HOUSTON – (Aug. 8, 2013) – A myriad of clinicians and administrative workers are going to graduate school to get the education and training needed to fill the thousands of positions for health information technology workers in the Lone Star State.
In the Texas Medical Center, pediatrician Gwendolyn E. Brobbey, M.D., M.P.H., and registered nurse Ruth Ungerer, B.S.N., are enrolled in The University of Texas School of Biomedical Informatics at Houston, part of The University of Texas Health Science Center at Houston (UTHealth).
They are pursuing a Master of Science in Health Informatics with a focus in applied health informatics and are scheduled to graduate in August.
“Health information technology as an industry has been growing at double-digit rates for the past several years. Accompanying the rapid adoption of information technology in health care is the exponential growth of genomic, clinical and health data, which are essential for increasing the quality, efficiency and safety of patient care and for making new biomedical discoveries. Texas needs thousands of well-trained, new health information technology professionals today,” said Jiajie Zhang, Ph.D., dean and holder of the Doris L. Ross Professorship at the UTHealth School of Biomedical Informatics.
UTHealth operates the only free standing school of biomedical informatics in the nation and the school is giving salespeople, dentists, security analysts, pharmacists, attorneys, programmers and others the knowledge and skills to help facilitate the switch from paper to electronic health records, which advocates anticipate will lead to increased quality of care and lower costs.
Brobbey is pursuing a position in clinical informatics, which involves the application of health information technology to clinical situations. “I could see myself training other doctors in electronic health records,” said Brobbey, who currently serves as a substitute doctor for physicians taking time away from their practices. She also hopes to work with information technology professionals as a physician with a ‘trained eye’ when using electronic health records for patient care and patient quality.
Brobbey said the benefits of electronic health records for doctors include clinical decision support such as e-alerts and e-prescribing. These features and functions can help clinicians avoid or minimize the chance of adverse drug interactions.
The benefits for patients might include the ability to manage their chronic diseases through interactions with their health care providers using a patient access portal, she said. Imagine a scenario in which a person with Type 2 diabetes monitors his or her blood glucose at home and transmits results to a health care provider. This would allow the provider to access the patient’s results, which show how well the patient is managing blood sugar levels.
Ungerer enrolled in the applied master’s program shortly after completing the RN to BSN/MSN program at the UTHealth School of Nursing. “It seemed like a great opportunity to be a part of this quickly evolving field,” Ungerer said. “Nothing happens in health care without information.”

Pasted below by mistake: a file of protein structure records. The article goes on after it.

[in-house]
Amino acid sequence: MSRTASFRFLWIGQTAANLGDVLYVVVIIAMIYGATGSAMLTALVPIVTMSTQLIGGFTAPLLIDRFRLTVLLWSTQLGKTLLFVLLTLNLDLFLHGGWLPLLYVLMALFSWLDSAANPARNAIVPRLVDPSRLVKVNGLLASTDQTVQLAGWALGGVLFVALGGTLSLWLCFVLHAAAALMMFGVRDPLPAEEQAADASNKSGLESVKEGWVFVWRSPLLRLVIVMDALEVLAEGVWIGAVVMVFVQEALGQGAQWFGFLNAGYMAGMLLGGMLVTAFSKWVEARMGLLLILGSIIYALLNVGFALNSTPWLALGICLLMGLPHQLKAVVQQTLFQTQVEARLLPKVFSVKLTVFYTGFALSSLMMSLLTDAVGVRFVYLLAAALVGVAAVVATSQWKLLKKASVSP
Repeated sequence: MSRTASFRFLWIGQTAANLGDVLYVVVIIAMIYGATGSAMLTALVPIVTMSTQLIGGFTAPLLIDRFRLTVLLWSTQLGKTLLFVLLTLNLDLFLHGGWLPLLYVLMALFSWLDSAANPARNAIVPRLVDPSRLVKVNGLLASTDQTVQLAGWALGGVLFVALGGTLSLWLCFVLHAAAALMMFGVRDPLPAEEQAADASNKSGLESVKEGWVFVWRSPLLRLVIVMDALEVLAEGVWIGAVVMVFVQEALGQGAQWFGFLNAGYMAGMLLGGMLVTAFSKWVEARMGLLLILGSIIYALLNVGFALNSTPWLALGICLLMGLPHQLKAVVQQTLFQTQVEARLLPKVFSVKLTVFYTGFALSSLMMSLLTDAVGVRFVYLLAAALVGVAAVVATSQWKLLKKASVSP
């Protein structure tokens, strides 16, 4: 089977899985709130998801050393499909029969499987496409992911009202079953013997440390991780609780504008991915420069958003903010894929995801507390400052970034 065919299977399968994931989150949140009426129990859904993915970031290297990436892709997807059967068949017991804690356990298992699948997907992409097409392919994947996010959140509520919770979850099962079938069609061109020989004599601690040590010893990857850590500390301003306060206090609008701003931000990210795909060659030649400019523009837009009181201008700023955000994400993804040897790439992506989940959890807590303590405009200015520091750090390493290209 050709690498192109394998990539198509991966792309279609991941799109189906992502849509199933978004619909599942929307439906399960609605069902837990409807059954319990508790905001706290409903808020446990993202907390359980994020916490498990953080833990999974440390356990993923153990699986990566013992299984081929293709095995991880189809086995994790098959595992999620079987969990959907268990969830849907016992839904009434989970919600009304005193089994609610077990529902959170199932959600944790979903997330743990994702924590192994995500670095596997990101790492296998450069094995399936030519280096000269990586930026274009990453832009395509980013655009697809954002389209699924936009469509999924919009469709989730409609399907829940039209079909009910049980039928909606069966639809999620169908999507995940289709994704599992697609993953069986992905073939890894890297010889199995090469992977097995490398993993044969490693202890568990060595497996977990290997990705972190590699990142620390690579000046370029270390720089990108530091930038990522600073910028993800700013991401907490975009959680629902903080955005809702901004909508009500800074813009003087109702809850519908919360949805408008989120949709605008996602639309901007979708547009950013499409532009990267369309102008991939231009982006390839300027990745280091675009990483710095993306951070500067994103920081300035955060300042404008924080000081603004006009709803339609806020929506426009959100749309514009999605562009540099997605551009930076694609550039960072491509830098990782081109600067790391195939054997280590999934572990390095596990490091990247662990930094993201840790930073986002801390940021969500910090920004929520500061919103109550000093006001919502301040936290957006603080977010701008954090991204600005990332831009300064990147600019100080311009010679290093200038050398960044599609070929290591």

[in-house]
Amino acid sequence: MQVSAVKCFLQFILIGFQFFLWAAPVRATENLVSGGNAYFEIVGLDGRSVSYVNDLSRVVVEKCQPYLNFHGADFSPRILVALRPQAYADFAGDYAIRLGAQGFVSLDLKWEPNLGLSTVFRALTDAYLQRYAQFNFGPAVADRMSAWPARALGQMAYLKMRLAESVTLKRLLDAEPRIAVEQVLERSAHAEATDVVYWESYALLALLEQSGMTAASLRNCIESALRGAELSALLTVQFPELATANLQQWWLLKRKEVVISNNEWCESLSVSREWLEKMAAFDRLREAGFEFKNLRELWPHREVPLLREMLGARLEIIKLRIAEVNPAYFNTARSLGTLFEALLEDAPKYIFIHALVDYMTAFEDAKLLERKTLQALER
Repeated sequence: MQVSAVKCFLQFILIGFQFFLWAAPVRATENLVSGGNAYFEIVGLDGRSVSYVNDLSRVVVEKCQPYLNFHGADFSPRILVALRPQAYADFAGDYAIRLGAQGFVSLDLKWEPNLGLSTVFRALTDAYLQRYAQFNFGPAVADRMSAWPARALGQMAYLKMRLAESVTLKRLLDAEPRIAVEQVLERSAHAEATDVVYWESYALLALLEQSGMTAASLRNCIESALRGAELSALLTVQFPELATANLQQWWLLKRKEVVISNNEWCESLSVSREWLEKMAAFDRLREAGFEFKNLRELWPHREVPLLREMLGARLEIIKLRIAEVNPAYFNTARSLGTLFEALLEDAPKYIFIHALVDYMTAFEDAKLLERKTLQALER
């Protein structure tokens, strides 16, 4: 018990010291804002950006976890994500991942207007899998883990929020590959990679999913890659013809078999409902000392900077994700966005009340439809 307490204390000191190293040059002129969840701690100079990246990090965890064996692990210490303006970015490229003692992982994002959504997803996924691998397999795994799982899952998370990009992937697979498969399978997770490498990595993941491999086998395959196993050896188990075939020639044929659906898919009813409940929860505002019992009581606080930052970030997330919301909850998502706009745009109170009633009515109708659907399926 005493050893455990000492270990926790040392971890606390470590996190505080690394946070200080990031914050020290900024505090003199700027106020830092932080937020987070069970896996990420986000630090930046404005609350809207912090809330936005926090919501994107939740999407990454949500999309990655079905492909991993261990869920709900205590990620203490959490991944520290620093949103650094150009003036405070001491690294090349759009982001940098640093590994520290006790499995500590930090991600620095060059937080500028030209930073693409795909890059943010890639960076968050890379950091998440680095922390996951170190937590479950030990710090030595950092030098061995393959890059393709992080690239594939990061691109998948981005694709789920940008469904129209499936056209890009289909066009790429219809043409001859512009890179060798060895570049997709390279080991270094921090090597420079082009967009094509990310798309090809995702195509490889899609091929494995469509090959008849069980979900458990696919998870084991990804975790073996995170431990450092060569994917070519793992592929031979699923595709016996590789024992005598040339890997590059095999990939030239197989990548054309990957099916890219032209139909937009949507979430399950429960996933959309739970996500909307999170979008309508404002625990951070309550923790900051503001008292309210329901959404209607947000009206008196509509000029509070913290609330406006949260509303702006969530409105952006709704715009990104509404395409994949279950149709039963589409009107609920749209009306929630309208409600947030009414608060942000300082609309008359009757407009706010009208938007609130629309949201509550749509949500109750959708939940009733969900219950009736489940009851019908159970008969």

As for her career plans, Ungerer said, “I am definitely open to the possibilities that present themselves but my personal area of interest is Medicare fraud and abuse prevention. I am also interested in promoting the safety aspects of electronic health records. This field needs standardized regulations that are industry wide.”
Research suggests that Texas will need an additional 10,000 health information technology workers by the end of the year but at least one researcher says the state is far from reaching its goal. Another report suggests that health informatics jobs are expected to grow by 36 percent over the next four years.
Susan Fenton, Ph.D., assistant professor at the UTHealth School of Biomedical Informatics, said, “Caregivers are going to have to deal with electronic health records. It is not a question of if but when. There is a tsunami of information out there. You can ride the wave or wipe out. ”
The opportunities in this field include clinical application specialists, clinical decision support analysts and electronic health information specialists. Other jobs include health information supervisors and managers, auditors and compliance review staff and clinical documentation and improvement specialists.
Fenton said graduate education in health information technology can position health care workers with degrees for opportunities within their organizations as well as those outside their places of employment.
According to a Health Information Management and Systems Society 2012 Salary Survey, the median annual base pay for health care information technology staffers was $83,000 last year, Fenton said.
Fenton said the Master of Science in Health Informatics with a focus in applied health informatics is a 36 hour program.
For more information on the graduate program, contact Juliana Brixey, Ph.D., M.P.H, R.N., director of the Applied Health Informatics program at the UTHealth School of Biomedical Informatics, at 713-500-3643.
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